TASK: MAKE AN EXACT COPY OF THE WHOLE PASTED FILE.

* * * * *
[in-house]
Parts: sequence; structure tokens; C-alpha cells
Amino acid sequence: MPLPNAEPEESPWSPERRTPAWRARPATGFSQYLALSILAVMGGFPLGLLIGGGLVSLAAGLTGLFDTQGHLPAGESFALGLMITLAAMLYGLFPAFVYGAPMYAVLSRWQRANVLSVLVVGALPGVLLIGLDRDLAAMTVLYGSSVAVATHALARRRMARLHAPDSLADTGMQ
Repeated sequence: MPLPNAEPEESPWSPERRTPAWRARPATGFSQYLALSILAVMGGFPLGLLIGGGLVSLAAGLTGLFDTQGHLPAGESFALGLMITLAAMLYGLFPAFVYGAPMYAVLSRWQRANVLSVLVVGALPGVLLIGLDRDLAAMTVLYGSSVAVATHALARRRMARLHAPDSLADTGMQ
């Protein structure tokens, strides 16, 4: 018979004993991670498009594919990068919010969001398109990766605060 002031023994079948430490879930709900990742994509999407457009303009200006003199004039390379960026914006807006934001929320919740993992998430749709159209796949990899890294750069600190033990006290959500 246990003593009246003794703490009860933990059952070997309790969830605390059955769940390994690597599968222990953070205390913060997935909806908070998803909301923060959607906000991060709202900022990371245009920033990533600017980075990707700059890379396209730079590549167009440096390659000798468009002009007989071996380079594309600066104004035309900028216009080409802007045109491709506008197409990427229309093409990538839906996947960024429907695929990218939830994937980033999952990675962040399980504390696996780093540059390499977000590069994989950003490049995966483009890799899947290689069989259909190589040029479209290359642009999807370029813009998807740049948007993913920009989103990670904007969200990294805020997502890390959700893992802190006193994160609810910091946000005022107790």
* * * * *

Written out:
[in-house]
Parts: sequence; structure tokens; C-alpha cells
Amino acid sequence: MPLPNAEPEESPWSPERRTPAWRARPATGFSQYLALSILAVMGGFPLGLLIGGGLVSLAAGLTGLFDTQGHLPAGESFALGLMITLAAMLYGLFPAFVYGAPMYAVLSRWQRANVLSVLVVGALPGVLLIGLDRDLAAMTVLYGSSVAVATHALARRRMARLHAPDSLADTGMQ
Repeated sequence: MPLPNAEPEESPWSPERRTPAWRARPATGFSQYLALSILAVMGGFPLGLLIGGGLVSLAAGLTGLFDTQGHLPAGESFALGLMITLAAMLYGLFPAFVYGAPMYAVLSRWQRANVLSVLVVGALPGVLLIGLDRDLAAMTVLYGSSVAVATHALARRRMARLHAPDSLADTGMQ
């Protein structure tokens, strides 16, 4: 018979004993991670498009594919990068919010969001398109990766605060 002031023994079948430490879930709900990742994509999407457009303009200006003199004039390379960026914006807006934001929320919740993992998430749709159209796949990899890294750069600190033990006290959500 246990003593009246003794703490009860933990059952070997309790969830605390059955769940390994690597599968222990953070205390913060997935909806908070998803909301923060959607906000991060709202900022990371245009920033990533600017980075990707700059890379396209730079590549167009440096390659000798468009002009007989071996380079594309600066104004035309900028216009080409802007045109491709506008197409990427229309093409990538839906996947960024429907695929990218939830994937980033999952990675962040399980504390696996780093540059390499977000590069994989950003490049995966483009890799899947290689069989259909190589040029479209290359642009999807370029813009998807740049948007993913920009989103990670904007969200990294805020997502890390959700893992802190006193994160609810910091946000005022107790």